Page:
Modern Pentecostalism arose out of the Azusa St Revival. In the early days after Azusa, people all over America met at cheap-to-rent buildings throughout all hours of the night, in prayer, speaking, experiencing healing and coming back to their Lord. Healing evangelists travelled across the land of opportunity with their massive tents and held meetings. In one semi-regular meeting, an older woman attended who had the gift of discernment. She could tell if the Spirit moved someone to speak or whether that person thought something of their self enough to start preaching without the leading of the Holy Spirit. The principle is not whether you have the ability to be a preacher or not, but whether the Spirit leads you to do so. A person, if they believe they are created by God, can best glorify him when they do what he has made them for. I think someone else has said that before. It might’ve been C S Lewis, but I’m not sure.

* * *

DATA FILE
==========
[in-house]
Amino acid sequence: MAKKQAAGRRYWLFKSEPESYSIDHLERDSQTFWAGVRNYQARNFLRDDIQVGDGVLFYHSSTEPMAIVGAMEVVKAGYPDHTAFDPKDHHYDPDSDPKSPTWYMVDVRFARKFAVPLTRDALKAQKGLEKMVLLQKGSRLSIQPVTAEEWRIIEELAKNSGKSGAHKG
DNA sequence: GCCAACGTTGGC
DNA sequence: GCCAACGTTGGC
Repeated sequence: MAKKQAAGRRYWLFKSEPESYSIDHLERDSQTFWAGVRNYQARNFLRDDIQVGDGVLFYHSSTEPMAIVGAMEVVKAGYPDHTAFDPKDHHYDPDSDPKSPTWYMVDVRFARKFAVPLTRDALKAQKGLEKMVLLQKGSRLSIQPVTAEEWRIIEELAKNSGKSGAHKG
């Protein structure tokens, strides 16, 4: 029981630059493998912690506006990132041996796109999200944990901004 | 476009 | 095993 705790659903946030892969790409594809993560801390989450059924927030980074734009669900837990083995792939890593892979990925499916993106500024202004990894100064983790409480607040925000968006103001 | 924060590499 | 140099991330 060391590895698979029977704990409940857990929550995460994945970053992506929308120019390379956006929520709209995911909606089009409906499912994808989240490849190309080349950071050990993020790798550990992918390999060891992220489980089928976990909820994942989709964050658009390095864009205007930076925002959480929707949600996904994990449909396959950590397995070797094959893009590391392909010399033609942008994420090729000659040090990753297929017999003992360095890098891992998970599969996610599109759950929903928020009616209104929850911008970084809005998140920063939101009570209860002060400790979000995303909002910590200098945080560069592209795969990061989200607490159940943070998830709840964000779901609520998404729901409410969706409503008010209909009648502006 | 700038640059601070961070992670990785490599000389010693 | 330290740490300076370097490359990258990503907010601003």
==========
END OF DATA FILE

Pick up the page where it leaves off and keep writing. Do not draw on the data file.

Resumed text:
I read a book about two YWAM missionaries just over a year ago. It really affected me and reminded me how central a part of faith is following the Spirit. After a time of settling down and looking after the family, the husband was reading his bible when he came across God’s words to Abraham: “Go from your country, your people and your father’s household to the land I will show you” (Genesis 12:1 NIV). And so his family packed up their stuff and went to do mission work in another country. This is such an affront to the context and real meaning of the text! Is it not just to indicate the story of Israel’s history through God’s actions with Abraham? There is no way that every Spirit-filled Christian who reads that verse should take it at face-value and accept it as a command from God to their self. Maybe we can look at Abraham’s example of faith and draw some guidance for our own faith in that. But, c’mon YWAM guy! If you can only see those things then you miss the point of the story. Of course we can’t take God’s commands to another as commands for ourselves; of course we need to build our theology on the context of the passage rather than its literal meaning. But, even so, can you discount the fact that God spoke through the Holy Spirit to this guy and his family, and that they were fruitful in their ministry as a result of their obedience?